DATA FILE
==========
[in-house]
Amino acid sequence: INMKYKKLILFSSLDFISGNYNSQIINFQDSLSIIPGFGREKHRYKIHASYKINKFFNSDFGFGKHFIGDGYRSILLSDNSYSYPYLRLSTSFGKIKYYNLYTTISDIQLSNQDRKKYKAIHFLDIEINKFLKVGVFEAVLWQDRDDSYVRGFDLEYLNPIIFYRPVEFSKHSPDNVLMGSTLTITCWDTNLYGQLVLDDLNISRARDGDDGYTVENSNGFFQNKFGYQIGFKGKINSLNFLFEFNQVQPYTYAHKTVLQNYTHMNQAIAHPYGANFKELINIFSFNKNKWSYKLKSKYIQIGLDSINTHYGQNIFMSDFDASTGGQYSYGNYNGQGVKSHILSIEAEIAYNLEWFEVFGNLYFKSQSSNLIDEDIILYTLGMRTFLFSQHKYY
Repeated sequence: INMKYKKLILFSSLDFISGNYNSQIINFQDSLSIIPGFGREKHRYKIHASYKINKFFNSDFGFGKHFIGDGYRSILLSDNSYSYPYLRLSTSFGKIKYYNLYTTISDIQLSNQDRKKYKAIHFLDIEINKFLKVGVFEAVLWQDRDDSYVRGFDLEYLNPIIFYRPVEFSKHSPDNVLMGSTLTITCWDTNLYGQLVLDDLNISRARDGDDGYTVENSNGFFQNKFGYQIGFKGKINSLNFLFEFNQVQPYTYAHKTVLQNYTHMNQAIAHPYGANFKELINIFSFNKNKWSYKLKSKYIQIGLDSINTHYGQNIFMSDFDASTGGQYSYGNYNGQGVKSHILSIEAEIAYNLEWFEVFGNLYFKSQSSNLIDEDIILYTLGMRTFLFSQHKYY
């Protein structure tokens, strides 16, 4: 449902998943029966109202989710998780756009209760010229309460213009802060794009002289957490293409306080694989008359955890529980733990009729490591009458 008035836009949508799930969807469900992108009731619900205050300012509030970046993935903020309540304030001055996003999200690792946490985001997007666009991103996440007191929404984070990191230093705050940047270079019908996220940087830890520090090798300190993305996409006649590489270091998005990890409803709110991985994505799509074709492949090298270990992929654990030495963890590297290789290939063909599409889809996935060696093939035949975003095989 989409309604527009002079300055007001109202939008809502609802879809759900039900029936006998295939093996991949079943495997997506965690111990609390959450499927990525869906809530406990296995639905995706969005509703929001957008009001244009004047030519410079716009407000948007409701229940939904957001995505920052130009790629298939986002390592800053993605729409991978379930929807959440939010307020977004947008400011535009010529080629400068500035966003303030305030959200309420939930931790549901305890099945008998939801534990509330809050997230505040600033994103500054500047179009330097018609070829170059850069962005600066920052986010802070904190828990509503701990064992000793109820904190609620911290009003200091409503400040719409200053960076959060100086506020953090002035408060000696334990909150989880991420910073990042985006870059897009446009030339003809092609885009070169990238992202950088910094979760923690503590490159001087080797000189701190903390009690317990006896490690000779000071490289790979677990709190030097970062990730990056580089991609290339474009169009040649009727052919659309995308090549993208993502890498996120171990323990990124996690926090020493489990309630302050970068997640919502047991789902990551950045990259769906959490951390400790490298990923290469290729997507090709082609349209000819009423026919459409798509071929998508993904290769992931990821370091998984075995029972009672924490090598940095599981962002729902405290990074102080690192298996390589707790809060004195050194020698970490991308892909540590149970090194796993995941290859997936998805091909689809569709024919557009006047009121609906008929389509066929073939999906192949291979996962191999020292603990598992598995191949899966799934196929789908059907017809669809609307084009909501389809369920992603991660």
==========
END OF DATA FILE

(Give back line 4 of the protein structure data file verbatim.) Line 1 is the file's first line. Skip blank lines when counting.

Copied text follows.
């Protein structure tokens, strides 16, 4: 449902998943029966109202989710998780756009209760010229309460213009802060794009002289957490293409306080694989008359955890529980733990009729490591009458 008035836009949508799930969807469900992108009731619900205050300012509030970046993935903020309540304030001055996003999200690792946490985001997007666009991103996440007191929404984070990191230093705050940047270079019908996220940087830890520090090798300190993305996409006649590489270091998005990890409803709110991985994505799509074709492949090298270990992929654990030495963890590297290789290939063909599409889809996935060696093939035949975003095989 989409309604527009002079300055007001109202939008809502609802879809759900039900029936006998295939093996991949079943495997997506965690111990609390959450499927990525869906809530406990296995639905995706969005509703929001957008009001244009004047030519410079716009407000948007409701229940939904957001995505920052130009790629298939986002390592800053993605729409991978379930929807959440939010307020977004947008400011535009010529080629400068500035966003303030305030959200309420939930931790549901305890099945008998939801534990509330809050997230505040600033994103500054500047179009330097018609070829170059850069962005600066920052986010802070904190828990509503701990064992000793109820904190609620911290009003200091409503400040719409200053960076959060100086506020953090002035408060000696334990909150989880991420910073990042985006870059897009446009030339003809092609885009070169990238992202950088910094979760923690503590490159001087080797000189701190903390009690317990006896490690000779000071490289790979677990709190030097970062990730990056580089991609290339474009169009040649009727052919659309995308090549993208993502890498996120171990323990990124996690926090020493489990309630302050970068997640919502047991789902990551950045990259769906959490951390400790490298990923290469290729997507090709082609349209000819009423026919459409798509071929998508993904290769992931990821370091998984075995029972009672924490090598940095599981962002729902405290990074102080690192298996390589707790809060004195050194020698970490991308892909540590149970090194796993995941290859997936998805091909689809569709024919557009006047009121609906008929389509066929073939999906192949291979996962191999020292603990598992598995191949899966799934196929789908059907017809669809609307084009909501389809369920992603991660």